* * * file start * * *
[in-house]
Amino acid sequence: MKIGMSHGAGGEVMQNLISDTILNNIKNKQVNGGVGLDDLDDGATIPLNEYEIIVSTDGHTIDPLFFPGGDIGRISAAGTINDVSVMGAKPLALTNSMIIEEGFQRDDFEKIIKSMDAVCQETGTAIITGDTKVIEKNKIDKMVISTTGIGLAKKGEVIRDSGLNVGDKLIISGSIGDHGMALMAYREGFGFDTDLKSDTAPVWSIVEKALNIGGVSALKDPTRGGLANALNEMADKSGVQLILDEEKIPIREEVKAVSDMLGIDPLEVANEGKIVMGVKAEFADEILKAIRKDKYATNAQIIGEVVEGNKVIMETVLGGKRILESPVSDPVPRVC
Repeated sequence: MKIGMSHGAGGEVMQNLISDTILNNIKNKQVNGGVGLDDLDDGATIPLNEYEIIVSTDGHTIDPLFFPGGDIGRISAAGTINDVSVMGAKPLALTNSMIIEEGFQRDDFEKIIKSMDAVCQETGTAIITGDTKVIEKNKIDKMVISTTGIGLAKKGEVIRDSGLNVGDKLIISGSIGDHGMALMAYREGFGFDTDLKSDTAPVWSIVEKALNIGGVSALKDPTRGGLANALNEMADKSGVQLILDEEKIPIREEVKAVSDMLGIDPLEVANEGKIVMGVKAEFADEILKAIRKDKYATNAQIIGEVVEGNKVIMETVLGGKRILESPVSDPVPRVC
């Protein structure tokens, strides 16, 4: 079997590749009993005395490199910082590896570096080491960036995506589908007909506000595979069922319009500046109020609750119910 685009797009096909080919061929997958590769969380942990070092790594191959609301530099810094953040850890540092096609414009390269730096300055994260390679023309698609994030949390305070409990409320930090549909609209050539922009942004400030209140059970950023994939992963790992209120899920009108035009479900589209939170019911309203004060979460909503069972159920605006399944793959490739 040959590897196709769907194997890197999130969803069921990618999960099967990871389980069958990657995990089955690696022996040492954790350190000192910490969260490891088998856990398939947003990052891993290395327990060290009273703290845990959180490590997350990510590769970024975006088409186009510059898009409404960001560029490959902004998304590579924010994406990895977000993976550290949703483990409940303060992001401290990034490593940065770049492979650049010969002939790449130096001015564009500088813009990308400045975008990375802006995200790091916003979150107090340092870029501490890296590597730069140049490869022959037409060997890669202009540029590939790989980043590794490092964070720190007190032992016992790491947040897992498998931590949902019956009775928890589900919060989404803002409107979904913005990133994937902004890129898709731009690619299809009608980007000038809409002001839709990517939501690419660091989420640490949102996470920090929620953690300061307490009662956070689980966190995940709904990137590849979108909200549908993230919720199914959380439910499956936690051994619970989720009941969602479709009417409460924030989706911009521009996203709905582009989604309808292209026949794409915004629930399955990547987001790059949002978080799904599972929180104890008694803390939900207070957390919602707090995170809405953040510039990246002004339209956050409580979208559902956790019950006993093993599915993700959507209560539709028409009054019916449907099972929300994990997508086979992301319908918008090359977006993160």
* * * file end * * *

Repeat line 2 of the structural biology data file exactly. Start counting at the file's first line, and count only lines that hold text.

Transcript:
Amino acid sequence: MKIGMSHGAGGEVMQNLISDTILNNIKNKQVNGGVGLDDLDDGATIPLNEYEIIVSTDGHTIDPLFFPGGDIGRISAAGTINDVSVMGAKPLALTNSMIIEEGFQRDDFEKIIKSMDAVCQETGTAIITGDTKVIEKNKIDKMVISTTGIGLAKKGEVIRDSGLNVGDKLIISGSIGDHGMALMAYREGFGFDTDLKSDTAPVWSIVEKALNIGGVSALKDPTRGGLANALNEMADKSGVQLILDEEKIPIREEVKAVSDMLGIDPLEVANEGKIVMGVKAEFADEILKAIRKDKYATNAQIIGEVVEGNKVIMETVLGGKRILESPVSDPVPRVC